After five years of brutal civil war, 3.7 million Syrian children -- one in three -- have only ever known life in violent conflict. Around the world, more than 16 million babies were born into conflict settings last year. These children have already witnessed more violence, experienced more stress and fear and deprivation, undergone more trauma than their little bodies ever should.
And without an end in sight, these littlest Syrians confront an uncertain future. If they are lucky -- if a political solution is found -- and the war ends, they will have long years of reconciliation and rebuilding. That's the best case scenario and one that requires a great deal of attention and investment.
Today Theirworld released a new report on the urgent need for early childhood development services for children living through emergencies and disasters. Babies and toddlers are especially vulnerable in crisis, with the highest rates of both illness and death of any age group. And beyond the well known physical dangers, young children risk psychological trauma, toxic stress, and poor mental and emotional development, with consequences that can impact all aspects of their lives for years to come.
The new report clearly points to significant evidence that comprehensive early childhood development programs can provide life saving support for these children, protecting their healthy growth and development and providing opportunities for psychological and emotional care. Moreover, the report makes it clear that investments in these early years are the bedrock on which a healthy, stable, educated and peaceful future will be built.
The report comes as the United Nations General Assembly Summit for Refugees and Migrants kicks off and just before President Obama's Leaders' Summit on Refugees tomorrow. So while the refugee crisis is receiving some much needed high-level attention, far greater focus is needed on the specific needs of the world's littlest refugees and victims of conflict and disaster in Syria and around the world.
As protracted crisis becomes the norm and the average refugee is displaced for 17 years, humanitarian assistance and the politicians who authorize it, must begin to look beyond mere survival and start providing babies, young children and their caregivers in emergencies with "Safe Spaces" that include everything a child needs to grow and thrive: access to clean water and sanitation facilities, a safe place for breastfeeding, opportunities for play and early learning support and, access to medical care and supplemental nutrition. This kind of holistic support is essential to ensuring children growing up in a conflict or disaster still have the best start in life and a chance at a healthy and happy future.
Importantly, investing in these "Safe Spaces" isn't just about protecting the health and development of individual children. It's also an investment in a society's future. Early childhood programs have been shown to be the best way to reduce inequalities and level the playing field for children from disadvantaged backgrounds. Social inequity can be a significant driver of conflict, and early childhood development support and services in conflict or fragile environments can help pave the way for better social cohesion, stability, and even lasting peace.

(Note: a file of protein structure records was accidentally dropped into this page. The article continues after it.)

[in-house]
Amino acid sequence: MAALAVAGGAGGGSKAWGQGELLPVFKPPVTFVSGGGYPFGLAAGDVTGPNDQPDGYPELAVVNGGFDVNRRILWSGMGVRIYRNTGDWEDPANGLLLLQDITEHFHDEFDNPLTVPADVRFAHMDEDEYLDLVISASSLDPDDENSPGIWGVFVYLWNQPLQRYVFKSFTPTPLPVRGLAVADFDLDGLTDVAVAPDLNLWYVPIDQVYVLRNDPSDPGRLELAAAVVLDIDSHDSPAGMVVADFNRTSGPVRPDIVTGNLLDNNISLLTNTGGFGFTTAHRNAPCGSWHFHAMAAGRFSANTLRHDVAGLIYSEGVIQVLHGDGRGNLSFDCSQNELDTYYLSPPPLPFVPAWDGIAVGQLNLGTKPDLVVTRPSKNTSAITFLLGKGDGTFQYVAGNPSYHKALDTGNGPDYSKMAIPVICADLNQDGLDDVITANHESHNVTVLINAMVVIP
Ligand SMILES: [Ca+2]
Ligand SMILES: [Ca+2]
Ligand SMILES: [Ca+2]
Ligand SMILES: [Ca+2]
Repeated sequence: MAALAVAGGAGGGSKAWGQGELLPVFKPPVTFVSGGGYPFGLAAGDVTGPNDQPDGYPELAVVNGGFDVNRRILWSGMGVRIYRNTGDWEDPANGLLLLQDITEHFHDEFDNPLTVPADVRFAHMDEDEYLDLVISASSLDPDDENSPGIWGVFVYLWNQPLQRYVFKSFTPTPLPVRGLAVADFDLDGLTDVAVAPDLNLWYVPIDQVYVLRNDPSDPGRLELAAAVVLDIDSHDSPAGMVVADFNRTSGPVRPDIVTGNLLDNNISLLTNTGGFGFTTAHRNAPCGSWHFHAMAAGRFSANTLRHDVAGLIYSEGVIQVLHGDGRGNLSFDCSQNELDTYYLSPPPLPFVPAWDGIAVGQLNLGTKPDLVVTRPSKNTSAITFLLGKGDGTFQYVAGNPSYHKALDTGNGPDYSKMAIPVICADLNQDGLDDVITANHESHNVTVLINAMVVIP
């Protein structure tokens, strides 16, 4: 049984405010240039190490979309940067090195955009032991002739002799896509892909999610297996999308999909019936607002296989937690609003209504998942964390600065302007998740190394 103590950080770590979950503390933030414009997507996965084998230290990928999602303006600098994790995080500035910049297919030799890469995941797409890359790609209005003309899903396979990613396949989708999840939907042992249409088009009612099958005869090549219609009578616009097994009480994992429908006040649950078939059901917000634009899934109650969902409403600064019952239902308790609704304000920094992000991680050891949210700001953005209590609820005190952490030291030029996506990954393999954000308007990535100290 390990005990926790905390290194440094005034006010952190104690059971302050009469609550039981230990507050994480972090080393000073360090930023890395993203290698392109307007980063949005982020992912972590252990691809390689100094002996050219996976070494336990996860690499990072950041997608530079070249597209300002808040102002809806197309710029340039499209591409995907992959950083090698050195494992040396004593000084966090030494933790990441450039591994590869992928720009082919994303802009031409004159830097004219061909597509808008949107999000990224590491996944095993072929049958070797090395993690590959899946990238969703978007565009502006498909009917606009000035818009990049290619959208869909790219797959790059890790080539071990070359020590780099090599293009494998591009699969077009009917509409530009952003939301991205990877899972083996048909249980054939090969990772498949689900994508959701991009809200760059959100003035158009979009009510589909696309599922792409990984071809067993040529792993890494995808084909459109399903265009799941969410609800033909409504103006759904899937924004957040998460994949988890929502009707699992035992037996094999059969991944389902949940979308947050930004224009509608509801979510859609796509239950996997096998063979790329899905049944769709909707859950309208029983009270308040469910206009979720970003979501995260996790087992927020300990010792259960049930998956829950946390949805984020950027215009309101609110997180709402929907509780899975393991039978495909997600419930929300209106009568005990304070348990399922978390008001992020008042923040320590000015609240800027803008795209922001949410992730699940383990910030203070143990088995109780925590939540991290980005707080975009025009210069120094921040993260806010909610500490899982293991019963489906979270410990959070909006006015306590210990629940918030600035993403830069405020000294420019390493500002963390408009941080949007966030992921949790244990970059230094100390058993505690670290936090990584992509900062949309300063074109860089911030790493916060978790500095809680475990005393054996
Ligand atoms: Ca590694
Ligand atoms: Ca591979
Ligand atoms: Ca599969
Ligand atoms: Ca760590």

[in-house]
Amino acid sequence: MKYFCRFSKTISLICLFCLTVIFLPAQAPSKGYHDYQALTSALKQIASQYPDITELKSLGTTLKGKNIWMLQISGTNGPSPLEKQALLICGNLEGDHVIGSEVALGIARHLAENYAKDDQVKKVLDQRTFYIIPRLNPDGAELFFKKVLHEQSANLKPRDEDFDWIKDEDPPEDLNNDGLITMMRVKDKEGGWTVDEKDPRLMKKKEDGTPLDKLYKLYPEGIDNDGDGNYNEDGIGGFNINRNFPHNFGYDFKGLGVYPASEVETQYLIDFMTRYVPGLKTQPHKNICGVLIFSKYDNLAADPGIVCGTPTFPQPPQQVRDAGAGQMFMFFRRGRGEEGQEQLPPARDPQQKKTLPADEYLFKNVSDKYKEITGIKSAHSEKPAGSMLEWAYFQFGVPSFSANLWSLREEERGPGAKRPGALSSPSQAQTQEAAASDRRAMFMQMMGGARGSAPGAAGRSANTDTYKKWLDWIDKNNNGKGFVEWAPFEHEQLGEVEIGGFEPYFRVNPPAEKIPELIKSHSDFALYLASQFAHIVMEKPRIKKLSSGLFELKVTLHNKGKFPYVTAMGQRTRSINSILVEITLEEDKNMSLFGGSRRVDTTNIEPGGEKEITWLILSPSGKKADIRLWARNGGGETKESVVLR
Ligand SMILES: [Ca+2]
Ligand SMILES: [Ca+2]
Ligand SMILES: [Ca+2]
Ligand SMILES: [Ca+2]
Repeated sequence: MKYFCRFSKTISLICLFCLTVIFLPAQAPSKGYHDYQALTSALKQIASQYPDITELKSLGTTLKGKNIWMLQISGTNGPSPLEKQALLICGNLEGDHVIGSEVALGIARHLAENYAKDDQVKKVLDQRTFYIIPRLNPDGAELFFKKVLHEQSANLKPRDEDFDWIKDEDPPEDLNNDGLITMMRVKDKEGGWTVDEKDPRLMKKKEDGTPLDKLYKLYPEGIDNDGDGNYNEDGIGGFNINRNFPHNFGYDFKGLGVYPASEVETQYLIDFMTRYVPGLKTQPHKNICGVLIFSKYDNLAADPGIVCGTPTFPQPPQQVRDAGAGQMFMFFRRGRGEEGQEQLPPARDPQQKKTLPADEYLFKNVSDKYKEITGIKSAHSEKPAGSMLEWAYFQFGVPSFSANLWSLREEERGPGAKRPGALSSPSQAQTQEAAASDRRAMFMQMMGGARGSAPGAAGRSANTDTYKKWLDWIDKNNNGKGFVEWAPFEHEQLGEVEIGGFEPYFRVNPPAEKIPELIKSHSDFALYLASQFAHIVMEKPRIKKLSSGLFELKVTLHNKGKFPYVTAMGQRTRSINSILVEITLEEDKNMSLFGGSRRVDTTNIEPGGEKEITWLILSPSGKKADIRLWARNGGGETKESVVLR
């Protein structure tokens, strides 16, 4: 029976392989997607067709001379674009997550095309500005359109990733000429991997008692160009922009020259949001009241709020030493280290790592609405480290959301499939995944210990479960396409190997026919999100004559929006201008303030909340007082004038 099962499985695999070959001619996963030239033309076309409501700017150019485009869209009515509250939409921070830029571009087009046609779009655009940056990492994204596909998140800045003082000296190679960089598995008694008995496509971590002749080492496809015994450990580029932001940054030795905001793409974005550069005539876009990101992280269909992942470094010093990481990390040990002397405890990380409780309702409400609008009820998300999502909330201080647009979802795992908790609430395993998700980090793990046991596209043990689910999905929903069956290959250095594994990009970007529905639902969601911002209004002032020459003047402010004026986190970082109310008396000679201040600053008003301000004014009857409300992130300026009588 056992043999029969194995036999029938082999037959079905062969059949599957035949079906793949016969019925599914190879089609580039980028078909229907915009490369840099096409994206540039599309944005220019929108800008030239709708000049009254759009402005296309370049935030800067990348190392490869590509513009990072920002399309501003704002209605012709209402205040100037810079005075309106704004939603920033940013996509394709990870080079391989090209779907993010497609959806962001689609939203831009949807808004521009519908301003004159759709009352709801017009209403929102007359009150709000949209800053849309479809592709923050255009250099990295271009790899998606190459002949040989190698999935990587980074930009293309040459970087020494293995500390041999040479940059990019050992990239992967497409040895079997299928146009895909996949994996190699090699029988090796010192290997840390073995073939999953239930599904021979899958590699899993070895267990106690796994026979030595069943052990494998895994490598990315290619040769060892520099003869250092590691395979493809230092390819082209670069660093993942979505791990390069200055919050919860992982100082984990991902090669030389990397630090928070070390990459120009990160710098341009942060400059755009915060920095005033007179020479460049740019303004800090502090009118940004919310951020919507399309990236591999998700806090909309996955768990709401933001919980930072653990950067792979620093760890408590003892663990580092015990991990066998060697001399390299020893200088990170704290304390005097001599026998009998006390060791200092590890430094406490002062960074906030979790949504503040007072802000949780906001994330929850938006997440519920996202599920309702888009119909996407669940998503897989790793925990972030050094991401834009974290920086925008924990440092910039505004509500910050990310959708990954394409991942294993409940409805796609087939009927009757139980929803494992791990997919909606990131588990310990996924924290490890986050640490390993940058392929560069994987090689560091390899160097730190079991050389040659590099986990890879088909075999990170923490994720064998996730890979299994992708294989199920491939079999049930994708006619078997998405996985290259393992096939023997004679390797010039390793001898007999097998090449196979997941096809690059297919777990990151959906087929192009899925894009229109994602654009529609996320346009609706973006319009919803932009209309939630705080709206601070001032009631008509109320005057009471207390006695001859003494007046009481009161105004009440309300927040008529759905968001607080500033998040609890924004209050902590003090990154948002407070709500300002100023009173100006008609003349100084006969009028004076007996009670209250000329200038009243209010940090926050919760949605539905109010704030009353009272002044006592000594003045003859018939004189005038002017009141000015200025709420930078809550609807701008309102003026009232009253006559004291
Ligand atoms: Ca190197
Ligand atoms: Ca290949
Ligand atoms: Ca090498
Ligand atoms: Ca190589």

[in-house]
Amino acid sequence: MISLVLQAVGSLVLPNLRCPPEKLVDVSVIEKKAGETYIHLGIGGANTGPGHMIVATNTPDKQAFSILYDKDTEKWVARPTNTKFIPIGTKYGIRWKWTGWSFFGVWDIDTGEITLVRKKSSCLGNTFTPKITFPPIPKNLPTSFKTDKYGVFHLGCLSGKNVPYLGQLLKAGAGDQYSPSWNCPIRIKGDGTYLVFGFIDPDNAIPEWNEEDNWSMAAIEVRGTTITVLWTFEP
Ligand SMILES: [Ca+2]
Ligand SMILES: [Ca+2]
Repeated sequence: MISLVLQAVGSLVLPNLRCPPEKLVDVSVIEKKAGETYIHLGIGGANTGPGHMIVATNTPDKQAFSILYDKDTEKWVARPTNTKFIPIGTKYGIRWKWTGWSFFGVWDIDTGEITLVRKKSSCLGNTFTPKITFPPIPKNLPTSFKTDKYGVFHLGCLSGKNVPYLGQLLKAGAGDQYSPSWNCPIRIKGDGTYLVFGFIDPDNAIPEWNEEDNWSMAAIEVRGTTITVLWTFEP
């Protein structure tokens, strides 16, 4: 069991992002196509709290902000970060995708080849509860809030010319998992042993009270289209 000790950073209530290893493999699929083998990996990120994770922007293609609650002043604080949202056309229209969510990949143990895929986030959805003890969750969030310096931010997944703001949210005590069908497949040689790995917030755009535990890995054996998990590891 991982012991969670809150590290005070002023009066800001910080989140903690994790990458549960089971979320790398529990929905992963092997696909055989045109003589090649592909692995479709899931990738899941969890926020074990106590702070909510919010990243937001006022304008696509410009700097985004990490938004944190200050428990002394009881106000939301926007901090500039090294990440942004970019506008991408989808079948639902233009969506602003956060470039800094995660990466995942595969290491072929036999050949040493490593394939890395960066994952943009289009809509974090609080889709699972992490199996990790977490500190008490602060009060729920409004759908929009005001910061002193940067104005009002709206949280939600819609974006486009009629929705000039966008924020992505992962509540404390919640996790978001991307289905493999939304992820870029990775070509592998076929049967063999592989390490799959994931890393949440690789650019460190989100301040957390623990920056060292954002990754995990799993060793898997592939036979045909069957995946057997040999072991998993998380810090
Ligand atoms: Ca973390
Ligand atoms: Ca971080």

Further, living through conflict can normalise violence for young children, teaching them to accept and use violence more frequently. Children can also internalize prejudices and negative views of "the other side" very early in life, ingraining in the next generation enmities that fuel the existing conflict. Early childhood programs can help teach these young children about problem-solving and conflict resolution and foster critical skills including empathy, self-control, cooperation, tolerance and respect for difference.
It's a tough road ahead, for those born into disasters and conflict settings, but prioritising these investments in babies and children and their caregivers with an eye to their long-term future, can not only ensure they grow up healthy, but also help equip children with the tools to solve personal conflict and disagreements peacefully and constructively and coexist with members of other groups.
Importantly, early childhood development "Safe Spaces" can also be a place where adults from disparate groups can come together and connect over the shared experience of caring for a young child -- breaking down existing stereotypes and prejudices, putting human faces to otherwise anonymous members of another group. In Cote d'Ivoire, for example, UNICEF's Learning for Peace Programme established 21 early childhood centres, managed by groups of mothers from all different ethnic and social backgrounds. One member of the women's group reported, "The group helped me forget the war ... We're not the same people we were before. Since we're mixed, we're all together. We won't fight ... Now my kids are in safety I can work in the field and we can be at peace."
Investing in the health and development of babies and children is not just about humanitarian relief, it is about building -- out of the ashes of unimaginable suffering -- better lives, stronger and more resilient communities and an end to cycles of violence.
Is it possible to imagine a better investment?
Kolleen Bouchane is Director of Policy and Advocacy at The Global Business Coalition for Education, and Theirworld. Follow her on twitter: https://twitter.com/bouchane